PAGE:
For those of you that get worked up at how the advertising media portray men to women, a blast from the past from Ace of Spades. Click on the picture at the bottom of the post.

Also, check out the fake kick from the same post. Exquisite. Pity it was just in a preseason game:


Category: Theater

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3 Responses to Doofus Dads’ Predecessor

  1. Peter says:

    Ha ha, times certainly have changed. Today an ad like that would be as unthinkable as one with black children eating watermelon and fried chicken.

    We have a subscription to Entertainment Weekly (a free gift offer sort of thing), and a recent article about the difficulty of writing TV scripts pointed out that writing workplace sitcoms is very hard nowadays because it is no longer permitted to show a woman character as scatterbrained or lazy or indeed as anything less than fully competent on the job. Even the classic I Love Lucy episode showing Lucy’s misadventures in the candy factory could no longer be made.

  2. trumwill says:

    I’m not sure that’s true about the difficulty in writing female characters. The top female in The Office is smart and competent and I suppose the #2 (Angela) is as well, but you still have Kelly and Meredith, both of whom are walking punchlines. Parks & Recreation also has a Michael Scottesque lead. She isn’t bad at her job, but she is pretty silly and scatterbrained and at times lamebrained. All of the characters are pretty screwy except one male and one female character.

    I guess it is more of a challenge, though. I remember a black actor writing an article for some publication frustrated with the tendency of some black activists to object to every black character as either a stereotype or a whitewash. I think it does illustrate the challenges.

    I actually asked some minorities about it on a usenet for comic books and they gave me some pretty good advice: insert more than one minority (even if the second has a small role), demonstrate some differences between the characters to illustrate some range and you’ll undercut a lot of the objections.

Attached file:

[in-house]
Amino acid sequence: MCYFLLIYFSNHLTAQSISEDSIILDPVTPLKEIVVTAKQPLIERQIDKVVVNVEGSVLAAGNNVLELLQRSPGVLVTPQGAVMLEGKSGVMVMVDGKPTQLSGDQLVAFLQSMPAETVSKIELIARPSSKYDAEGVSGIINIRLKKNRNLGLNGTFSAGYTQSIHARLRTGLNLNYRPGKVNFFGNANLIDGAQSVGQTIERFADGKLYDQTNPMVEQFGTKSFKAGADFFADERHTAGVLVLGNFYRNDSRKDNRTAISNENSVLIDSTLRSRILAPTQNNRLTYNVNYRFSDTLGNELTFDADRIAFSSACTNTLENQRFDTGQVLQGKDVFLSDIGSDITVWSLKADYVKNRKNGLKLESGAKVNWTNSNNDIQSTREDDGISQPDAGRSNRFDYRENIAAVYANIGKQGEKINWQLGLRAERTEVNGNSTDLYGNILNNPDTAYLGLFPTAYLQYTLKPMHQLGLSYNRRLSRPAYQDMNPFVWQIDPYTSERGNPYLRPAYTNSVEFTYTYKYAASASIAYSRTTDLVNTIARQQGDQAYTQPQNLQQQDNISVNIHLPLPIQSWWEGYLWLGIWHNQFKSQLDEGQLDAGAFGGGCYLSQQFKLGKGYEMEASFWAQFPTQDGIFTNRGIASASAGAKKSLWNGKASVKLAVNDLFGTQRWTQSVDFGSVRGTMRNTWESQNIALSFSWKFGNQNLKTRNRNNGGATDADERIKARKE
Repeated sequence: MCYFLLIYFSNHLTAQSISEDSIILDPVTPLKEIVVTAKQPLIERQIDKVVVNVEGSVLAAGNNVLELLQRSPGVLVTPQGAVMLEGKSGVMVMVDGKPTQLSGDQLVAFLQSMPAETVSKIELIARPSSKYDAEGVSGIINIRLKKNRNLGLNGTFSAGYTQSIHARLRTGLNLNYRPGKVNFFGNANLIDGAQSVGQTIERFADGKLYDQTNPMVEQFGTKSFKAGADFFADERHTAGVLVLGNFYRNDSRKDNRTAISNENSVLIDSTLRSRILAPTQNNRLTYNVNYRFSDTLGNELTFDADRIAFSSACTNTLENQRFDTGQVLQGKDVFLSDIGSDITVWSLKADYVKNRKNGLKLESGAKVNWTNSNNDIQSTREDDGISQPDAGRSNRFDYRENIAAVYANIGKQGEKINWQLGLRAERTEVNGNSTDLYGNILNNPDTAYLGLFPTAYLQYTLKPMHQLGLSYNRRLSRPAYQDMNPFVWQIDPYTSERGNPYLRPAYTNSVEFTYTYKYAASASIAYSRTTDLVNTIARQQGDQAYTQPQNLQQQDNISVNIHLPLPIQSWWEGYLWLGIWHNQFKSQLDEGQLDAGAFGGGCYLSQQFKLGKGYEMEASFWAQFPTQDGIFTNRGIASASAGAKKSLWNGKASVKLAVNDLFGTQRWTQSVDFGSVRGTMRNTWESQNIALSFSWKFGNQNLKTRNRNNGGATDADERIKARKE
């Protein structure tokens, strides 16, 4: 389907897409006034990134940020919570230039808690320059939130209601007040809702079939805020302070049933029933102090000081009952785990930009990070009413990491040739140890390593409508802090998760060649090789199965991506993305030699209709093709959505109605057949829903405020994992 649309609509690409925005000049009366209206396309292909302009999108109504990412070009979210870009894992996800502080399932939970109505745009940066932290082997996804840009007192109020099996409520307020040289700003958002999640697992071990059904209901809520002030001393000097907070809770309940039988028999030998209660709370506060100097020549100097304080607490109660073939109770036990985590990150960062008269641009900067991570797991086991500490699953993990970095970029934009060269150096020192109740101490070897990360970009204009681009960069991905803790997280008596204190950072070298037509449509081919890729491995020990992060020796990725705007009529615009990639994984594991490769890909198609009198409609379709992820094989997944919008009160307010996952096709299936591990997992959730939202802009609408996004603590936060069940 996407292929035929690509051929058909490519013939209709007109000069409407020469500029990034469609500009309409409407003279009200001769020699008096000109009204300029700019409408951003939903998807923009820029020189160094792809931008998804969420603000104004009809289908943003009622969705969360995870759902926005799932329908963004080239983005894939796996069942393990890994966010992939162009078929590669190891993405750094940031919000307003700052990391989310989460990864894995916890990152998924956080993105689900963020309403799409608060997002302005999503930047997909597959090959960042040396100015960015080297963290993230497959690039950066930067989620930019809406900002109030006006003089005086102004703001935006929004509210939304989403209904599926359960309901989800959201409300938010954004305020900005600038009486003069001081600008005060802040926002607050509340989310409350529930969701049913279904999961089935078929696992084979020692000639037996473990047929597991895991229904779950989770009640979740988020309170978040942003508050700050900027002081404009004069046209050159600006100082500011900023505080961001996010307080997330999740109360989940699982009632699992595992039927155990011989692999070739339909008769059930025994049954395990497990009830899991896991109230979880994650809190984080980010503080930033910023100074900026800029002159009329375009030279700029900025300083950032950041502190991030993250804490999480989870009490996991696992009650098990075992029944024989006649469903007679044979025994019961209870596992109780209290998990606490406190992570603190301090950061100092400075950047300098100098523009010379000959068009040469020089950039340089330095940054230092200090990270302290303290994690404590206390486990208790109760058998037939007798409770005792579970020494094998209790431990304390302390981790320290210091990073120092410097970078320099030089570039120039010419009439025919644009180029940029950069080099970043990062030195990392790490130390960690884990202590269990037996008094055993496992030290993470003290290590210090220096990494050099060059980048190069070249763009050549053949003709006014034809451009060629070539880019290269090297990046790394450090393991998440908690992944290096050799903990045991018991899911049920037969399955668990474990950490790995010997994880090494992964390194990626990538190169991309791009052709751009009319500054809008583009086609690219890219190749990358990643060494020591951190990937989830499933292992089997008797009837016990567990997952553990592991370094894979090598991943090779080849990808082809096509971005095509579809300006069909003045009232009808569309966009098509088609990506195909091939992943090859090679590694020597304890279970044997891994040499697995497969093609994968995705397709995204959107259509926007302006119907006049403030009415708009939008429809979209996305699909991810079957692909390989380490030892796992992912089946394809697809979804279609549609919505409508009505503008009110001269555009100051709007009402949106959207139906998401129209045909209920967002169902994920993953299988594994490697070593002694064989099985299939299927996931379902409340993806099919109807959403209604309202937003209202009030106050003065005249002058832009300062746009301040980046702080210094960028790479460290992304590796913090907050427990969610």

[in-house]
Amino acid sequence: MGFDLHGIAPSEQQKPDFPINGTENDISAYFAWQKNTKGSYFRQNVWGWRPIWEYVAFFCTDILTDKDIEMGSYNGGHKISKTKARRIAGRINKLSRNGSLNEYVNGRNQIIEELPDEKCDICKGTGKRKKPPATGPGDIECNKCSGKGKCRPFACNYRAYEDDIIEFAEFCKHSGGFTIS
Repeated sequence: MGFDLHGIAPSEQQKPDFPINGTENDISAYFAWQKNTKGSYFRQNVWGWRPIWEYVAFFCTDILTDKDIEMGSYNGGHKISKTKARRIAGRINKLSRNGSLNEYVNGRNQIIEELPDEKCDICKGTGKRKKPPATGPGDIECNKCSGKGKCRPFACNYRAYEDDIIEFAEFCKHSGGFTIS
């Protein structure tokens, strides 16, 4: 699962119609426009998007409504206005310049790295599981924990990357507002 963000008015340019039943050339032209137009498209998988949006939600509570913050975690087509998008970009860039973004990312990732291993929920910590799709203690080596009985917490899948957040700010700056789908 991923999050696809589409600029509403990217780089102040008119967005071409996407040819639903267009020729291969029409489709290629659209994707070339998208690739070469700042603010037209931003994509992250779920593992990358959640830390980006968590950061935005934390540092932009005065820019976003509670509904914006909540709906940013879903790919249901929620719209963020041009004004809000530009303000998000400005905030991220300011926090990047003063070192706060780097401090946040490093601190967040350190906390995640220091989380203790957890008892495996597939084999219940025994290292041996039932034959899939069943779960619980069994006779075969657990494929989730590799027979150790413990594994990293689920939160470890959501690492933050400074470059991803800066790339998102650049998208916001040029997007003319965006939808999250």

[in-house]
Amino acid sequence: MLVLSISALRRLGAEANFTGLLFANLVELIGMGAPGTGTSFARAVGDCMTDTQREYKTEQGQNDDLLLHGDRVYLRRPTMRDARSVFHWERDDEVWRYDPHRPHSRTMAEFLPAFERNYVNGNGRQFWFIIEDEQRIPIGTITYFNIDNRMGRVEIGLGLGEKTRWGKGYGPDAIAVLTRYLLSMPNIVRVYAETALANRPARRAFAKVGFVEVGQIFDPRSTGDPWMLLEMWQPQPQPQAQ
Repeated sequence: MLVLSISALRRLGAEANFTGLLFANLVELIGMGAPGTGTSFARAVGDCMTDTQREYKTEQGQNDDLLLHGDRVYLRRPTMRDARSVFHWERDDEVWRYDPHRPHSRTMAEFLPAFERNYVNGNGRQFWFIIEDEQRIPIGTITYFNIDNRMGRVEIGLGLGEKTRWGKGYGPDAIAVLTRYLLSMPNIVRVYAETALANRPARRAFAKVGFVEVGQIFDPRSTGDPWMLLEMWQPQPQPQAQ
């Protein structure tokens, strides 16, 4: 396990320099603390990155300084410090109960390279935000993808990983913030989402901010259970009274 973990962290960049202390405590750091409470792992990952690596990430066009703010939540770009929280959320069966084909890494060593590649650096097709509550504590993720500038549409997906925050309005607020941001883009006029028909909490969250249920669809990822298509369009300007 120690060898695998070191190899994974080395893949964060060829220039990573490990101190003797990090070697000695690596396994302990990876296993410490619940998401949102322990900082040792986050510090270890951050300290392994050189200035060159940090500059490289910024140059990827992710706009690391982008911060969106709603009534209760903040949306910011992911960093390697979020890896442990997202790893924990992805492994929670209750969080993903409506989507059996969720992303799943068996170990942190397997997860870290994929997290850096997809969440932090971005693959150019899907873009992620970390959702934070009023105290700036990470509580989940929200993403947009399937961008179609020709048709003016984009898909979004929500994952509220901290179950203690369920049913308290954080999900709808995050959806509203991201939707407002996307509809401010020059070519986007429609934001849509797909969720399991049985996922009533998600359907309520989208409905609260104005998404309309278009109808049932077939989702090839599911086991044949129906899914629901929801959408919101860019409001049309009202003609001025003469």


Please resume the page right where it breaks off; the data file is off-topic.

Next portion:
I think that the same applies to female characters. If the only female character or all the female characters are ditze or layabouts, that’s a problem. But if you’ve got a “good” one or two, you can get away with a bad one.

    Of course, no such balance is required for whites and males, but such is the way of the world.

  3. Peter says:

    I think that the same applies to female characters. If the only female character or all the female characters are ditze or layabouts, that’s a problem. But if you’ve got a “good” one or two, you can get away with a bad one.

    Seinfeld was a case that seems to prove the opposite but really doesn’t. Elaine, the only major woman character, certainly was quirky and portrayed in a generally non-flattering manner, but the writers were able to get away with it because all the male characters were just as quirky. Of course, the show first went on the air close to 20 years ago, when political correctness was far weaker than it is today. It could well be that a modern remake would have to show Elaine as an unflawed character.

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